South African rail, port and pipeline entity Transnet has said it is ‘fully focused’ on addressing the problems of chronic congestion at Richards Bay and backlogs at the Port of Durban, as container shipping giants CMA CGM and Maersk remove Cape Town as a port of call on their schedules.
In a statement issued yesterday (20 November), Transnet said that the current port delays are due to a number of factors, including adverse weather conditions and equipment availability.
‘The problem of port congestion is a complex one and it is something that was due to happen at some point, as a result of many years of underinvestment in equipment and its maintenance. We are working on a number of measures to turn the situation around, said Transnet Board Chairperson, Andile Sangqu during a media briefing.
However, Sangqu cautioned that the situation may not be quickly reversed as the lead times for some equipment can be 12-18 months.
Transnet is said to be prioritising the optimisation of port operations through improved planning and forecasting, leading to better anticipation of cargo volumes.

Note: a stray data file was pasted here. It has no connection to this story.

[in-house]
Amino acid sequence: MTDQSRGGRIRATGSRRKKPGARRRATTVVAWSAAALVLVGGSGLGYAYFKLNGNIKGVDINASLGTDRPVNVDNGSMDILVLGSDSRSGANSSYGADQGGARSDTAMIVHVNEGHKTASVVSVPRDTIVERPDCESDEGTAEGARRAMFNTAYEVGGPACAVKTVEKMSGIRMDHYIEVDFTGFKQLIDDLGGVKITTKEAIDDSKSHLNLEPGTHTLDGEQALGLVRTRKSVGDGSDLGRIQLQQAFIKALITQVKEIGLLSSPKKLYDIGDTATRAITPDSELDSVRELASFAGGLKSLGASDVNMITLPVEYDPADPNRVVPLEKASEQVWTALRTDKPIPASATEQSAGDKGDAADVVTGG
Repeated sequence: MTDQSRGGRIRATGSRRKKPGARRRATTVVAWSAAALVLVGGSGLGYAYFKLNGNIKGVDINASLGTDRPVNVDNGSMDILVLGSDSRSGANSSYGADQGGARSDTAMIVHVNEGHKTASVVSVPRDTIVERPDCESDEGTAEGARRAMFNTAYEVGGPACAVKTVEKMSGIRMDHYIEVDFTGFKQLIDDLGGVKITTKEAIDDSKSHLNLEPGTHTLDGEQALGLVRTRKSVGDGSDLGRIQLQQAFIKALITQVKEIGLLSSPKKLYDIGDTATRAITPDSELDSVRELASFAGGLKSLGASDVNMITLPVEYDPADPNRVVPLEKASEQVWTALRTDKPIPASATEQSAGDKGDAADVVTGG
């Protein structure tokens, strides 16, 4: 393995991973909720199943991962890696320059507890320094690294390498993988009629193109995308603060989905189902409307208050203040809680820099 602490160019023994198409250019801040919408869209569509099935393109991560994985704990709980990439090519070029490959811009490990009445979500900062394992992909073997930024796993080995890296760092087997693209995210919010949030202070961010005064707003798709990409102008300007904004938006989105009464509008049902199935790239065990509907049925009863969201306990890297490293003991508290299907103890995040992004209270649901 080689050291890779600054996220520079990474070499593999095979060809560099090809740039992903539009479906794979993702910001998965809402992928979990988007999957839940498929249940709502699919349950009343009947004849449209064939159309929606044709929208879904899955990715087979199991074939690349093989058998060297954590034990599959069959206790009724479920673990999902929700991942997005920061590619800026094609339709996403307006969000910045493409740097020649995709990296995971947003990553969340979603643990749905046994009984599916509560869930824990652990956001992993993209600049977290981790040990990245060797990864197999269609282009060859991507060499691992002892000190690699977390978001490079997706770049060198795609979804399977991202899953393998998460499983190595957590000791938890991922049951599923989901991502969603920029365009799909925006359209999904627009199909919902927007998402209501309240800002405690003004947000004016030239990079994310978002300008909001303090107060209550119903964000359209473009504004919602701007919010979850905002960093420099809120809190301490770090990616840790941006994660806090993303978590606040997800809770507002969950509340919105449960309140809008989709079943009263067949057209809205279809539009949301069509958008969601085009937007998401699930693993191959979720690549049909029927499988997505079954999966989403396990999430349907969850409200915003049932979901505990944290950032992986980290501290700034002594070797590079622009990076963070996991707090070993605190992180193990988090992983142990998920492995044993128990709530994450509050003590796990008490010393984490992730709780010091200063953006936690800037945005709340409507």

In Durban, an urgent intervention team has already put plans in place to address slow turnaround times affecting the docking and offloading of containers at the port.
At Pier 2, the plan is to ‘ramp up the tempo’ from 2,500 – 4,000 containers a day over the next three months. Over the past four weeks, container movements have been reduced to 2,500 due to inclement weather and equipment challenges. At Pier 1, movements will increase from 1,200 to 1,500 containers a day.
Work is also underway at Durban to refurbish and maintain critical port equipment to improve asset utilisation at both piers.
According to Transnet, with the plans it has now set in train, the expectation is that it will take a maximum of seven weeks to clear the backlog at Pier 1 and 15 weeks for Pier 2.
Transnet and other stakeholders will also be holding an emergency meeting today (21 November) to discuss the ongoing problem of road congestion at Richards Bay.
Transnet’s statement about its plans to address congestion at the country’s ports comes a week after CMA CGM and Maersk announced their intention to drop Cape Town from their schedules from the start of December.
In an update issued last week, Maersk said that: ‘South Africa, which is facing congestion, will get connected on a dedicated feeder service via Port Louis and be delinked from the FEW service in order to improve reliability and transit time.’